don children is not cultivated by their
environment They see the other side
of the street in which they live and
the carts and omnibuses of the thor
oughfares With a country child the
case is widely different He has an
expanse of landscape before him pre
senting numerous objects under visual
angles rendered small by distance He
finds attractions in every hedge row
flowers insects birds nests many of
them disguised by their resemblance
in color to their surroundings and re
quiring close scrutiny in order that
they may be distinguished His eyes
are exercised beneficially in his daily
life and his vision would probably
be found somewhat to exceed the very
moderate standard of normality just
as that of the town child is apt to fall
below it Philadelphia Item
Modern School Building
The new high school building in
North Minneapolis Minn is one of
the most attractive and stately struc
tures of its kind in the Northwest
It is 162 by 82 feet and is in the style
of the Romanesque The base is of na
tive blue stone and the superstructure
of fire brick The trimmings are of
Kettle River sandstone and the roof
of Washington slate In the base
ment are the manual training depart
ment the drawing rooms engine and
boiler rooms etc On the first floor
are recitation and school rooms li
brary and geography and physiology
departments On the second floor are
class rooms On the top floor is an
assembly room with a seating capacity
of 1000 The building is thoroughly
equipped for educational purposes and
is lighted with gas and electricity and
heated with steam
Coming His Way
No said the man sternly I will
never give my consent to this marriage
The idea of asking me for my only
The young man shrugged his shoul
Suit yourself he said If you dont
give your consent Ill marry her with
out it
Ah young man you do not know her
if you think
She has already promised inter
rupted the young man
On the square asked the old manj
anxiously Youre not fooling nfe are
you 1
Sir -
Oh no of course you wouldnt do
that said the old man with a sigh of
relief Well go ahead then Itll be
cheaper all round I am more deter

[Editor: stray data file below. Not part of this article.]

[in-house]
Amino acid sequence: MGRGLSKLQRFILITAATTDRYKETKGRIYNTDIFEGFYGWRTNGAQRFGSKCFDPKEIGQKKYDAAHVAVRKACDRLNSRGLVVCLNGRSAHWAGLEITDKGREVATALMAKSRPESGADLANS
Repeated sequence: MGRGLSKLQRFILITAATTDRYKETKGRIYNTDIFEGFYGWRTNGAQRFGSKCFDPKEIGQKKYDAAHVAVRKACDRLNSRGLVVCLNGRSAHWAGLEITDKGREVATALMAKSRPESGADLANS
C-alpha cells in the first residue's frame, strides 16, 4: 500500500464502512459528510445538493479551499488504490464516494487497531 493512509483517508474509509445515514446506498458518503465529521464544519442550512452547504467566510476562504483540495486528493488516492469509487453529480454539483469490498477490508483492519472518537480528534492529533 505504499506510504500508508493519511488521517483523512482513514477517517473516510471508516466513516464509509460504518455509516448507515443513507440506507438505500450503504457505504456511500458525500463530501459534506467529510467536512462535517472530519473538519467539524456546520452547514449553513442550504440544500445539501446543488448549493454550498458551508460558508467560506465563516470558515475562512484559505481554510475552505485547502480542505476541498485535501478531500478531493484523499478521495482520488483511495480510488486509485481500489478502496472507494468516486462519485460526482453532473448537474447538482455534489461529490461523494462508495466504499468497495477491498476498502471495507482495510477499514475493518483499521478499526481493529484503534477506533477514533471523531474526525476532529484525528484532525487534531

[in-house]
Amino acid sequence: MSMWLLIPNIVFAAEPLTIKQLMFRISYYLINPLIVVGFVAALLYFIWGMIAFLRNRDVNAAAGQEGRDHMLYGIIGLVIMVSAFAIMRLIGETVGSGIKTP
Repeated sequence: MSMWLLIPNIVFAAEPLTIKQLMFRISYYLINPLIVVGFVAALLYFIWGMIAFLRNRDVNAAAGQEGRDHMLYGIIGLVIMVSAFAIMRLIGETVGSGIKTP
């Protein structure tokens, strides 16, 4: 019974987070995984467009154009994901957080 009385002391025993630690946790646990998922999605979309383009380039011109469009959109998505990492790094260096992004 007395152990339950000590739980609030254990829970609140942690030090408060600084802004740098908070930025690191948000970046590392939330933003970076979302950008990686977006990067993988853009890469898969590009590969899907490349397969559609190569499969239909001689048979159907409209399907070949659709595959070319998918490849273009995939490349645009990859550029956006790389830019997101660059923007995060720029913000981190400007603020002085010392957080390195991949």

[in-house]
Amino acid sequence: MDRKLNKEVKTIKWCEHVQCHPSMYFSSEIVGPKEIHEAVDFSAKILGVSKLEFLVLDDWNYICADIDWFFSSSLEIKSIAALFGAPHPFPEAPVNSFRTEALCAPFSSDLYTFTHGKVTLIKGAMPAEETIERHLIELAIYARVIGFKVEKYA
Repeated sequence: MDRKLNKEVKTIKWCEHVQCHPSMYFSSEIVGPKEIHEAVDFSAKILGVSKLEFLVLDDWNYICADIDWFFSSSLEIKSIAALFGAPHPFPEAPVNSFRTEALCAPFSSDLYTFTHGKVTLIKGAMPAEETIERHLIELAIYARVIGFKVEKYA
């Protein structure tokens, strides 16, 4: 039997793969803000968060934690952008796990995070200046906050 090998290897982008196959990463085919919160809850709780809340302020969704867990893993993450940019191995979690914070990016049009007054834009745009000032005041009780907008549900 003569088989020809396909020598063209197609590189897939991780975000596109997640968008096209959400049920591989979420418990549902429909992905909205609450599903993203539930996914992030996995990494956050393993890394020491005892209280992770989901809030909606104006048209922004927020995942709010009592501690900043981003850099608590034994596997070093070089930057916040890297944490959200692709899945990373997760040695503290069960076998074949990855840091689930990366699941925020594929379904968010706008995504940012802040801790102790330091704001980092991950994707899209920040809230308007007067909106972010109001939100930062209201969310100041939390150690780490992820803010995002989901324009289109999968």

mined than ever to refuse my consent
Chicago Post
Vr7 R MteST Yb o ttrJSJS
Home Remedies
A liniment made of ammonia sweet
oil and laudanum equal parts is good
for bruised surfaces or for tightness of
the chest Another for lameness and
for rheumatism is made of the whites
of two eggs two tablespoonfuls of spir
its of turpentine two tablespoonfuls of
vinegar Before using either of these
it should be well shaken
Turpentine is an excellent family ren
edy As an inhalation it Is soothing In
bronchitis pneumonia coughs and any
lung trouble Rubbed on the chest It
will ease the pain of aching lungs
For burns the application of pure lard
mixed to a paste with flour will be
found healing and will prevent any
scar from the injured part The same
is true of raw potato grated and applied
on a cloth the cloth being next the gar
ment the raw potato with Its juice be
ing on the injured flesh It must be
removed as soon as dried but its action
Is marvelous in severe burns
Children suffer from earache which
may be cured by the fumes of chloro
form To apply It make a funnel of
paper drop into it a bit of cotton sat
urated with the chloroform Press the
cotton in by blowing into the large en
of the funnel The application of a
hop bag heated will often ease the pain
The simpler the home i emedies the
better They are quite as efficacious
and are safer Salt lemons hot water
form a pharmacopoeia complete enough
for use without the doctors directions